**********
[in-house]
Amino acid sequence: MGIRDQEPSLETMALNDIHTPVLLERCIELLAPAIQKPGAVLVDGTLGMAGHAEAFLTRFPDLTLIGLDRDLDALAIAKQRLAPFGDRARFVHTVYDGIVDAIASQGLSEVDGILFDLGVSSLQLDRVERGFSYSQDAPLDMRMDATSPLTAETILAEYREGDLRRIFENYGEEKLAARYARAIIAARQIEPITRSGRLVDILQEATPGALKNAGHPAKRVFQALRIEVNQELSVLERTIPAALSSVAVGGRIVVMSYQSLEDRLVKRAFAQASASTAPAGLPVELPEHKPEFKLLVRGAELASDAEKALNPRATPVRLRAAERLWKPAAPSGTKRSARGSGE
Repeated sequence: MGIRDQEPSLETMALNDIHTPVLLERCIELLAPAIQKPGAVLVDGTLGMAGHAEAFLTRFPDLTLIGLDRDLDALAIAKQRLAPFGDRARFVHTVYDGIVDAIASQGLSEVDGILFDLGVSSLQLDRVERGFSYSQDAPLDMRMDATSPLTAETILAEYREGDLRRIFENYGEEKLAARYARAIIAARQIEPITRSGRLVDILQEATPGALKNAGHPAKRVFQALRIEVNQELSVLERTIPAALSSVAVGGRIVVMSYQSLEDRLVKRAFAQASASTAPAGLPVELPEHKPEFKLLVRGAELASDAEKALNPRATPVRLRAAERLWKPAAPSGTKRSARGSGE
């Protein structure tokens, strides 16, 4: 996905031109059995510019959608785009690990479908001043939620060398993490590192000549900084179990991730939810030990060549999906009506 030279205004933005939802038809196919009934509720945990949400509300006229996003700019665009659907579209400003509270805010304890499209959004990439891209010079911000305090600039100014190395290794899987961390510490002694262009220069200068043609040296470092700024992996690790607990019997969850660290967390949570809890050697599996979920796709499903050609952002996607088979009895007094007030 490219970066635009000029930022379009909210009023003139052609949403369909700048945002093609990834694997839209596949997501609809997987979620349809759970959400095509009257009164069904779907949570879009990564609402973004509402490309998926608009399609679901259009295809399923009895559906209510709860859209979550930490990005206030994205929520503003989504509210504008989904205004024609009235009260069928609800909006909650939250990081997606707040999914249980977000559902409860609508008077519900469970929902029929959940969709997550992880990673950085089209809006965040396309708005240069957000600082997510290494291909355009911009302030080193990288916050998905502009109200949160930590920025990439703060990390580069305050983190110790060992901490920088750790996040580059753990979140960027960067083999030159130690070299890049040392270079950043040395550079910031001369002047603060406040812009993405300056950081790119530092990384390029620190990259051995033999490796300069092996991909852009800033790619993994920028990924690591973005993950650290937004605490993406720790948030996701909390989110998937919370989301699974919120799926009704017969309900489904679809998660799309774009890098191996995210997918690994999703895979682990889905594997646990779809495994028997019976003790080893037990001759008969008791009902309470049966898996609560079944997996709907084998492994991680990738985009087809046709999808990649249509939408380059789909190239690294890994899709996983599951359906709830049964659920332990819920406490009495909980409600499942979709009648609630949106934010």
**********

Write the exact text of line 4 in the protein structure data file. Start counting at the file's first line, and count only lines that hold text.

């Protein structure tokens, strides 16, 4: 996905031109059995510019959608785009690990479908001043939620060398993490590192000549900084179990991730939810030990060549999906009506 030279205004933005939802038809196919009934509720945990949400509300006229996003700019665009659907579209400003509270805010304890499209959004990439891209010079911000305090600039100014190395290794899987961390510490002694262009220069200068043609040296470092700024992996690790607990019997969850660290967390949570809890050697599996979920796709499903050609952002996607088979009895007094007030 490219970066635009000029930022379009909210009023003139052609949403369909700048945002093609990834694997839209596949997501609809997987979620349809759970959400095509009257009164069904779907949570879009990564609402973004509402490309998926608009399609679901259009295809399923009895559906209510709860859209979550930490990005206030994205929520503003989504509210504008989904205004024609009235009260069928609800909006909650939250990081997606707040999914249980977000559902409860609508008077519900469970929902029929959940969709997550992880990673950085089209809006965040396309708005240069957000600082997510290494291909355009911009302030080193990288916050998905502009109200949160930590920025990439703060990390580069305050983190110790060992901490920088750790996040580059753990979140960027960067083999030159130690070299890049040392270079950043040395550079910031001369002047603060406040812009993405300056950081790119530092990384390029620190990259051995033999490796300069092996991909852009800033790619993994920028990924690591973005993950650290937004605490993406720790948030996701909390989110998937919370989301699974919120799926009704017969309900489904679809998660799309774009890098191996995210997918690994999703895979682990889905594997646990779809495994028997019976003790080893037990001759008969008791009902309470049966898996609560079944997996709907084998492994991680990738985009087809046709999808990649249509939408380059789909190239690294890994899709996983599951359906709830049964659920332990819920406490009495909980409600499942979709009648609630949106934010």